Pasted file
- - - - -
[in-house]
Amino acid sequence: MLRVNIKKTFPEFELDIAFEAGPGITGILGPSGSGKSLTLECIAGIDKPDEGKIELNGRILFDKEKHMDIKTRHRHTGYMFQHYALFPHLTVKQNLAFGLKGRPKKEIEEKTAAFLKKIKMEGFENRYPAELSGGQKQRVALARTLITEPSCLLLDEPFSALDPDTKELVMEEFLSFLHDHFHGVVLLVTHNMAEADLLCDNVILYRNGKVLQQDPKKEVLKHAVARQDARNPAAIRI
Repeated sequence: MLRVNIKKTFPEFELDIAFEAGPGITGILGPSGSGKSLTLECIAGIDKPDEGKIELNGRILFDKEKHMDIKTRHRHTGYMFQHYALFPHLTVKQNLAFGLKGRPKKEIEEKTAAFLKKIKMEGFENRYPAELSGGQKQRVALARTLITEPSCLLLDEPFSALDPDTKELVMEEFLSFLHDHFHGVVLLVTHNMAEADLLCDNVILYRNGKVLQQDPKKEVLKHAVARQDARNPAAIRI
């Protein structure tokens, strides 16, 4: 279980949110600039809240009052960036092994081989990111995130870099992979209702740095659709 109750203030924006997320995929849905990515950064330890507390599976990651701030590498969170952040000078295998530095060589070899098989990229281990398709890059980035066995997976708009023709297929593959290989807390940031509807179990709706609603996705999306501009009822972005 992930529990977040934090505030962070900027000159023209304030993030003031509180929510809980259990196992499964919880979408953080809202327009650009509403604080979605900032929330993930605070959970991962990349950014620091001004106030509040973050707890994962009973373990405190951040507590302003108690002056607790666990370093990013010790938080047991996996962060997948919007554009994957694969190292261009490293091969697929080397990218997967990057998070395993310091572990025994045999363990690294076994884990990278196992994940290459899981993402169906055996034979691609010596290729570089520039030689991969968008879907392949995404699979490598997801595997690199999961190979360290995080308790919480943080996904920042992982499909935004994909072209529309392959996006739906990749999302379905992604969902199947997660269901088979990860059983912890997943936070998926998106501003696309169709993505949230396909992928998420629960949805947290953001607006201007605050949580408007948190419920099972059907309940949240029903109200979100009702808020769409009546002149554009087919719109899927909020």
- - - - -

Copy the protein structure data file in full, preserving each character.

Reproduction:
[in-house]
Amino acid sequence: MLRVNIKKTFPEFELDIAFEAGPGITGILGPSGSGKSLTLECIAGIDKPDEGKIELNGRILFDKEKHMDIKTRHRHTGYMFQHYALFPHLTVKQNLAFGLKGRPKKEIEEKTAAFLKKIKMEGFENRYPAELSGGQKQRVALARTLITEPSCLLLDEPFSALDPDTKELVMEEFLSFLHDHFHGVVLLVTHNMAEADLLCDNVILYRNGKVLQQDPKKEVLKHAVARQDARNPAAIRI
Repeated sequence: MLRVNIKKTFPEFELDIAFEAGPGITGILGPSGSGKSLTLECIAGIDKPDEGKIELNGRILFDKEKHMDIKTRHRHTGYMFQHYALFPHLTVKQNLAFGLKGRPKKEIEEKTAAFLKKIKMEGFENRYPAELSGGQKQRVALARTLITEPSCLLLDEPFSALDPDTKELVMEEFLSFLHDHFHGVVLLVTHNMAEADLLCDNVILYRNGKVLQQDPKKEVLKHAVARQDARNPAAIRI
């Protein structure tokens, strides 16, 4: 279980949110600039809240009052960036092994081989990111995130870099992979209702740095659709 109750203030924006997320995929849905990515950064330890507390599976990651701030590498969170952040000078295998530095060589070899098989990229281990398709890059980035066995997976708009023709297929593959290989807390940031509807179990709706609603996705999306501009009822972005 992930529990977040934090505030962070900027000159023209304030993030003031509180929510809980259990196992499964919880979408953080809202327009650009509403604080979605900032929330993930605070959970991962990349950014620091001004106030509040973050707890994962009973373990405190951040507590302003108690002056607790666990370093990013010790938080047991996996962060997948919007554009994957694969190292261009490293091969697929080397990218997967990057998070395993310091572990025994045999363990690294076994884990990278196992994940290459899981993402169906055996034979691609010596290729570089520039030689991969968008879907392949995404699979490598997801595997690199999961190979360290995080308790919480943080996904920042992982499909935004994909072209529309392959996006739906990749999302379905992604969902199947997660269901088979990860059983912890997943936070998926998106501003696309169709993505949230396909992928998420629960949805947290953001607006201007605050949580408007948190419920099972059907309940949240029903109200979100009702808020769409009546002149554009087919719109899927909020």